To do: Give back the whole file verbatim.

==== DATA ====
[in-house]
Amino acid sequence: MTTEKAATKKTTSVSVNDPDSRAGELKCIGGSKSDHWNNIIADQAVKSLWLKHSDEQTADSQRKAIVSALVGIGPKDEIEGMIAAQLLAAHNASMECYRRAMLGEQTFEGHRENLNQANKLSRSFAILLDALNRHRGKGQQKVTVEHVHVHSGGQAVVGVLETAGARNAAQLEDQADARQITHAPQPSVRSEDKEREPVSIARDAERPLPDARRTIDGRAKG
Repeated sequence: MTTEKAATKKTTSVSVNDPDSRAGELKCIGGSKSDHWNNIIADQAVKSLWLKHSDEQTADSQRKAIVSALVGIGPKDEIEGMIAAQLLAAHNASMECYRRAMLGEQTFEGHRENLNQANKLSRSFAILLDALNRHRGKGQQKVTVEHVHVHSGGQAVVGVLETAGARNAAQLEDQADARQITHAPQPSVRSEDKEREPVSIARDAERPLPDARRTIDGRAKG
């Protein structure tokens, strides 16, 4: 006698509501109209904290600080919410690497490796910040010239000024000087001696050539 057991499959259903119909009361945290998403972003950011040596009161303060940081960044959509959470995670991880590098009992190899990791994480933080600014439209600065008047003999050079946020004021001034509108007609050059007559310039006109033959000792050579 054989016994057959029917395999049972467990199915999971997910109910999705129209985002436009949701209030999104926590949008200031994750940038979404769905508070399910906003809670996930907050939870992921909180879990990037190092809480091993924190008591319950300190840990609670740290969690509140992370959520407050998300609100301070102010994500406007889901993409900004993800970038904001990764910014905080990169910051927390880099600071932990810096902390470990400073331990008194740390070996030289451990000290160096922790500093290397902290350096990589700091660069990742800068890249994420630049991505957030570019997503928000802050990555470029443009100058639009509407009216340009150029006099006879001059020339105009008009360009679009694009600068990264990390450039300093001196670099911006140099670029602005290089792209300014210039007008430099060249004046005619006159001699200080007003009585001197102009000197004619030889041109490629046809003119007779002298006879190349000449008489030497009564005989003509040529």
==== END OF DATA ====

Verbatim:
[in-house]
Amino acid sequence: MTTEKAATKKTTSVSVNDPDSRAGELKCIGGSKSDHWNNIIADQAVKSLWLKHSDEQTADSQRKAIVSALVGIGPKDEIEGMIAAQLLAAHNASMECYRRAMLGEQTFEGHRENLNQANKLSRSFAILLDALNRHRGKGQQKVTVEHVHVHSGGQAVVGVLETAGARNAAQLEDQADARQITHAPQPSVRSEDKEREPVSIARDAERPLPDARRTIDGRAKG
Repeated sequence: MTTEKAATKKTTSVSVNDPDSRAGELKCIGGSKSDHWNNIIADQAVKSLWLKHSDEQTADSQRKAIVSALVGIGPKDEIEGMIAAQLLAAHNASMECYRRAMLGEQTFEGHRENLNQANKLSRSFAILLDALNRHRGKGQQKVTVEHVHVHSGGQAVVGVLETAGARNAAQLEDQADARQITHAPQPSVRSEDKEREPVSIARDAERPLPDARRTIDGRAKG
């Protein structure tokens, strides 16, 4: 006698509501109209904290600080919410690497490796910040010239000024000087001696050539 057991499959259903119909009361945290998403972003950011040596009161303060940081960044959509959470995670991880590098009992190899990791994480933080600014439209600065008047003999050079946020004021001034509108007609050059007559310039006109033959000792050579 054989016994057959029917395999049972467990199915999971997910109910999705129209985002436009949701209030999104926590949008200031994750940038979404769905508070399910906003809670996930907050939870992921909180879990990037190092809480091993924190008591319950300190840990609670740290969690509140992370959520407050998300609100301070102010994500406007889901993409900004993800970038904001990764910014905080990169910051927390880099600071932990810096902390470990400073331990008194740390070996030289451990000290160096922790500093290397902290350096990589700091660069990742800068890249994420630049991505957030570019997503928000802050990555470029443009100058639009509407009216340009150029006099006879001059020339105009008009360009679009694009600068990264990390450039300093001196670099911006140099670029602005290089792209300014210039007008430099060249004046005619006159001699200080007003009585001197102009000197004619030889041109490629046809003119007779002298006879190349000449008489030497009564005989003509040529």